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WARNING: The TFSA Risk You Need to Know About

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If you don’t like paying taxes, then there’s a good chance you’re aware of the benefits of the Tax-Free Savings Account (TFSA). Offering tax-free gains and withdrawals, it has the potential to save you money come tax time. If you held a portfolio worth $69,500 in a TFSA and realized $10,000 in dividends + gains on that portfolio, you could save thousands in taxes.

But there’s one TFSA risk you need to be aware of. This is a risk that’s not talked about much but could cost you a lot of money. Every year, many Canadians fall into this completely avoidable trap.

So what is this TFSA mistake, and why is it such a problem?

Saving money in a TFSA

Putting cash in a TFSA is by far the worst thing you can do with the account. Negating all the tax benefits of the TFSA, it makes having the account basically pointless. You pay no taxes on cash holdings. Interest is technically taxable, but the CRA isn’t going to come after you for $10 in savings account interest. To realize a tax benefit from your TFSA, you need a taxable gain in the account, which means holding investments.

You need to invest

To truly realize the tax saving benefits of a TFSA, you need to invest, which means taking your TFSA cash and investing it securities. By doing so, you realize gains that will be tax exempted in the TFSA. Some examples of investments that could achieve this benefit for you include:

By holding these types of assets in a TFSA, you stand to make gains… and pay no taxes on them. This is the true power of the TFSA.

A few solid beginner investments

If you’re ready to begin investing in a TFSA but aren’t sure what to buy, you have several good options available.

The lowest risk of all is GICs from your bank, but be warned, they barely keep pace with inflation.

The next lowest risk after that is corporate bond funds. Corporate bond ETFs like the BMO Mid-Term U.S. Investment Grade Corporate Bond (TSX:ZIC) ETF pay yields in the 2-3% range, which beats inflation most years and will even give you a little gain if you re-invest. As of this writing, ZIC yielded 2.95%. That’s pretty good for a fixed income investment in 2020. No, you won’t get rich holding a fund like ZIC. But it’s a pretty safe and low risk way to get your feet wet with investing.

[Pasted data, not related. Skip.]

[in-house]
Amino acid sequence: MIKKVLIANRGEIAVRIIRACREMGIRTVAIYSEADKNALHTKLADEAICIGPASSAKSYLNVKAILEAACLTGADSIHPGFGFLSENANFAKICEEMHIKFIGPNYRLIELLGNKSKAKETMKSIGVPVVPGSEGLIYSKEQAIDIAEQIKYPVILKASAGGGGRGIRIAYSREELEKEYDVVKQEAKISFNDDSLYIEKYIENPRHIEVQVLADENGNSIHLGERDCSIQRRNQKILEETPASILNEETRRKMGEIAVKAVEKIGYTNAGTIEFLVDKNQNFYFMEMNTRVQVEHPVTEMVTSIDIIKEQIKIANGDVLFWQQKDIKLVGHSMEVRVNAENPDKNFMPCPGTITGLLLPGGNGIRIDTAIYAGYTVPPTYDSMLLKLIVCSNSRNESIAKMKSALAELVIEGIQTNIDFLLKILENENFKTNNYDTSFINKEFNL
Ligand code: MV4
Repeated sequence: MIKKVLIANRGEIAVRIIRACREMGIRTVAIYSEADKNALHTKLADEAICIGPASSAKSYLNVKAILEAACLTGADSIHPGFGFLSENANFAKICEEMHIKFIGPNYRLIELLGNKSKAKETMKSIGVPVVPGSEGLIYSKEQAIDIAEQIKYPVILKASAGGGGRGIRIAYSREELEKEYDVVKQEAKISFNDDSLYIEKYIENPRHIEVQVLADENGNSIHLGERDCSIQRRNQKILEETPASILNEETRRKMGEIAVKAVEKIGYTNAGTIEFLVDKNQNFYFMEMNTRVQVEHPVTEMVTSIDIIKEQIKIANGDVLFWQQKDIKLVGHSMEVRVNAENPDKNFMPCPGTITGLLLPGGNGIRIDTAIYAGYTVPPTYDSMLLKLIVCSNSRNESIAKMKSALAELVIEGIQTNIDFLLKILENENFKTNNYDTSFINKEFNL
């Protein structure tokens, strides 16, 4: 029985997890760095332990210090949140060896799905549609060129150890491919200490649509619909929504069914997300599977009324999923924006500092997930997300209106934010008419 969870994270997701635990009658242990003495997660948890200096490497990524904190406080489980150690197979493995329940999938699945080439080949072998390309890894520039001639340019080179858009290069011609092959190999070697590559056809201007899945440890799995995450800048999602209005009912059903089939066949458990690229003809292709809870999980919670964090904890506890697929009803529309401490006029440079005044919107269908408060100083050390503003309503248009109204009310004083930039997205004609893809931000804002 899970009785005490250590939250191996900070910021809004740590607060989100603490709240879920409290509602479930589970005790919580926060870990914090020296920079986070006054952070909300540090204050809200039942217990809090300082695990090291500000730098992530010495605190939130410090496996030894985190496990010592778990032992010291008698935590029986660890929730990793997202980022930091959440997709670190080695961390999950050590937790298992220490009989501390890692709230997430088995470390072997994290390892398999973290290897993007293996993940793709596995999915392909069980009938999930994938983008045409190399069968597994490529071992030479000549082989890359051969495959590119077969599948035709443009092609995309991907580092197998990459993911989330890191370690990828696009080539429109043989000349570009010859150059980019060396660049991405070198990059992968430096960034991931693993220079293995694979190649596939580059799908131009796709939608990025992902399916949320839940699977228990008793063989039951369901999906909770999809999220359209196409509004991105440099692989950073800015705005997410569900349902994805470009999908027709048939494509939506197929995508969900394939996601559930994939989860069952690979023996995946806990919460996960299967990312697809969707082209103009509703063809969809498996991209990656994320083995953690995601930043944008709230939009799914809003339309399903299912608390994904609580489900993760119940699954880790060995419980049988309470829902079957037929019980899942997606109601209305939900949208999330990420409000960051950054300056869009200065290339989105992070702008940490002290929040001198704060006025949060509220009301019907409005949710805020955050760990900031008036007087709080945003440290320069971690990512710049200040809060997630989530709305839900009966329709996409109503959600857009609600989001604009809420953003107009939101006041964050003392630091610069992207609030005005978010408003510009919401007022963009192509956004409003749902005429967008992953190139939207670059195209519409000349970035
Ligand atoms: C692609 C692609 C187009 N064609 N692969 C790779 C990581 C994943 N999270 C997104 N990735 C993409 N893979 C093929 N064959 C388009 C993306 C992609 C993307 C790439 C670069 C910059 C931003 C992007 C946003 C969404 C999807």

If you’re willing to take a little more risk, you could consider a stock fund like the Vanguard S&P 500 Index Fund. That’s a popular stock fund based on the S&P 500–the largest index of U.S. stocks. Over the years, the S&P 500 has returned around 10% a year.

It takes about seven years to double your money at that rate, and with an ETF, you don’t even need to pick individual stocks! It’s a great beginner TFSA investment by any measure.

Oh, and on the topic of TFSA investments...

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This article represents the opinion of the writer, who may disagree with the “official” recommendation position of a Motley Fool premium service or advisor. We’re Motley! Questioning an investing thesis — even one of our own — helps us all think critically about investing and make decisions that help us become smarter, happier, and richer, so we sometimes publish articles that may not be in line with recommendations, rankings or other content.

Fool contributor Andrew Button owns shares of Vanguard S&P 500 ETF. The Motley Fool owns shares of Vanguard S&P 500 ETF.

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